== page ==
Having completed all of the Journey Events, it’s time to roll for the Arrival. For this particular journey, the terrain, events, and Embarkation results do not modify the roll. I get a 3; Arrival in Poor Spirits

They are beset by foul moods and short tempers that they must work hard to throw off. Each has disadvantage on all ability checks pertaining to social interaction, until such time as they succeed in one of these rolls. This penalty will apply if they seek an Audience at the destination. If there is a single upside to this dark mood, it is that they are so spoiling for a fight that each member of the company receives advantage to their Initiative rolls until they take a short rest.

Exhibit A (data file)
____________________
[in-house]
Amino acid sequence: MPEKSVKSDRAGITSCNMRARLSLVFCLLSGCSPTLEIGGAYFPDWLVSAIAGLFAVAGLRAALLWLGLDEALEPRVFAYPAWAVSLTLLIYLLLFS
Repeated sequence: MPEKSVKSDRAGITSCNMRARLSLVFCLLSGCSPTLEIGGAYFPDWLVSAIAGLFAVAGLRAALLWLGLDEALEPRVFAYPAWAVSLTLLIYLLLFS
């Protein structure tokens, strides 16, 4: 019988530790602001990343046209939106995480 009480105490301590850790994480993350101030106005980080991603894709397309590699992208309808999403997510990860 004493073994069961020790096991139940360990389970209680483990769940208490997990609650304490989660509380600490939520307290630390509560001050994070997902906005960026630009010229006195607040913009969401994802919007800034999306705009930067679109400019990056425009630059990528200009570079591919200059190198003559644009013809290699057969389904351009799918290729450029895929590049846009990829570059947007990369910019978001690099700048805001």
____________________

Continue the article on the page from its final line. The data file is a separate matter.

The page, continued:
The Arrival also assumes you’ll be requesting an audience with whomever is in charge.

Conclusion

The procedures from Adventures in Middle-Earth echo 4th Edition’s skill challenges. The procedures provide a framework to make travel interesting and meaningful. That same journey from Port Nyanzaru to Fort Beluarian would’ve required around 18 random encounter rolls, and allowed for long-rests in-between.

The overlap between Adventures in Middle-Earth’s journey procedures and Tomb of Annihilation’s exploration and random encounters is not quite seemless. However, having used the random encounter process in Tomb of Annihilation and Out of the Abyss, I’m ready to explore an alternate approach.

Ten Influential RPGs (for me)

The meme going around was "Ten Influential RPGs that Influenced Me". Try as I might, I don't want a passive voice title.